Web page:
Blogs: Money Matters

Saving for Retirement: The Procrastination Penalty

Published Online: Thursday, September 27, 2012
The last thing recent graduates want to think about is saving for retirement. Right now, my student loan debt is weighing on my mind. Plus, I just started my career, so the finish line is so far in the future that I can’t even see it.
 
And yet, retirement is still something I fret over. I realize that by the time my golden years arrive I won’t be able to rely on Social Security benefits the way my grandparents do now and my parents are expecting to in just a few years. Before I hit retirement age (which is ever increasing) the Social Security fund will have run dry.
 
The good thing is that those of us just starting our careers have time on our side. The bad thing is we know we have time, so it would be all too easy to procrastinate.
 
According to financial advisor Thomas Kosky, waiting even 5 years to start saving could mean the difference of up to a couple hundred thousand dollars in retirement. If your company offers some sort of retirement program—like a 401(k) or a 403(b)—then you should put money into it no matter how little you think you can afford. If your employer matches part of your contributions, you could be missing out on free money by not participating.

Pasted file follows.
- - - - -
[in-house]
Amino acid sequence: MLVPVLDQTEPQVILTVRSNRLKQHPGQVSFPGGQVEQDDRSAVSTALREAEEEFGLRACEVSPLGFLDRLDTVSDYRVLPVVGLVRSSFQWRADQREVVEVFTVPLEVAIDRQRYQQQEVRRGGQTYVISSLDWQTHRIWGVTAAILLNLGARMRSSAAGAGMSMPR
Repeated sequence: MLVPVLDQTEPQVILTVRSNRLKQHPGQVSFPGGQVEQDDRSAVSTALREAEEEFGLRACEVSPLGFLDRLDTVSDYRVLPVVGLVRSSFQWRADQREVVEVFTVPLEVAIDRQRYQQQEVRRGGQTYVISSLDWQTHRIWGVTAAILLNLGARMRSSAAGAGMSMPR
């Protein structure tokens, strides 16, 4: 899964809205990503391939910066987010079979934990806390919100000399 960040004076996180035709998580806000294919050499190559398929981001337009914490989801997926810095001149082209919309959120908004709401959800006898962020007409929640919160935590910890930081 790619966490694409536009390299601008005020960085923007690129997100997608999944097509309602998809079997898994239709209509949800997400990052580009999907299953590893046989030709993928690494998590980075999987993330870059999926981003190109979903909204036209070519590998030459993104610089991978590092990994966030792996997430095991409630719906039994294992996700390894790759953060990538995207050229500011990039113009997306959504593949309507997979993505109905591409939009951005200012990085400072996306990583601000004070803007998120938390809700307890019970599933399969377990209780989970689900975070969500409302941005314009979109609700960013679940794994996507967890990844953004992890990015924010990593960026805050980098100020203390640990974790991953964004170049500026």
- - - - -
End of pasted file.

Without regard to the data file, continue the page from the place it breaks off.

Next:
Part of the beauty of these programs is that the money is all tax deferred. Not only is the money not taxed when you deposit it, but you don’t pay any tax on earnings as the money grows in your retirement account. It’s only when you begin withdrawing funds at age 59-and-a-half or later that the money will be taxed at your income-tax rate, which is presumably lower than when you were working. (If you withdraw funds before 59-and-a-half, however, you will be subject to a penalty of 10% additional tax.)
 
Let’s say that you saved $17,000 (the maximum) for the year in your 401(k). If you’re in the 30% income tax bracket, you would have paid $5,100 in taxes on that money, which would have left you with only $11,900. Since the account is tax deferred, you get to keep the entire $17,000. So you’re really only spending $11,900 to save $17,000.
 
Even if you can only put a little away at this stage of your life, it will be worth it in the long run when you have enough money saved to retire before you turn 80.
 
Have a question about how to handle your own financial challenges? Send it to us at moneymatters@pharmacytimes.com.
About
Laura Joszt
Blog Info
In this blog, the editor of Physician's Money Digest tackles financial issues impacting today's younger health care professionals, including recent graduates, students, and individuals who need a crash course in finances. Have a question about how to handle your own financial challenges? Send it to us at moneymatters@pharmacytimes.com.
Author Bio
As the editor of Physician's Money Digest, Laura Joszt writes and edits finance articles geared toward the health care professional. Before joining PMD, Laura covered technology for NJ Biz. She received her master's degree in business journalism from NYU, complete with MBA-level courses in finance, accounting, and economics.
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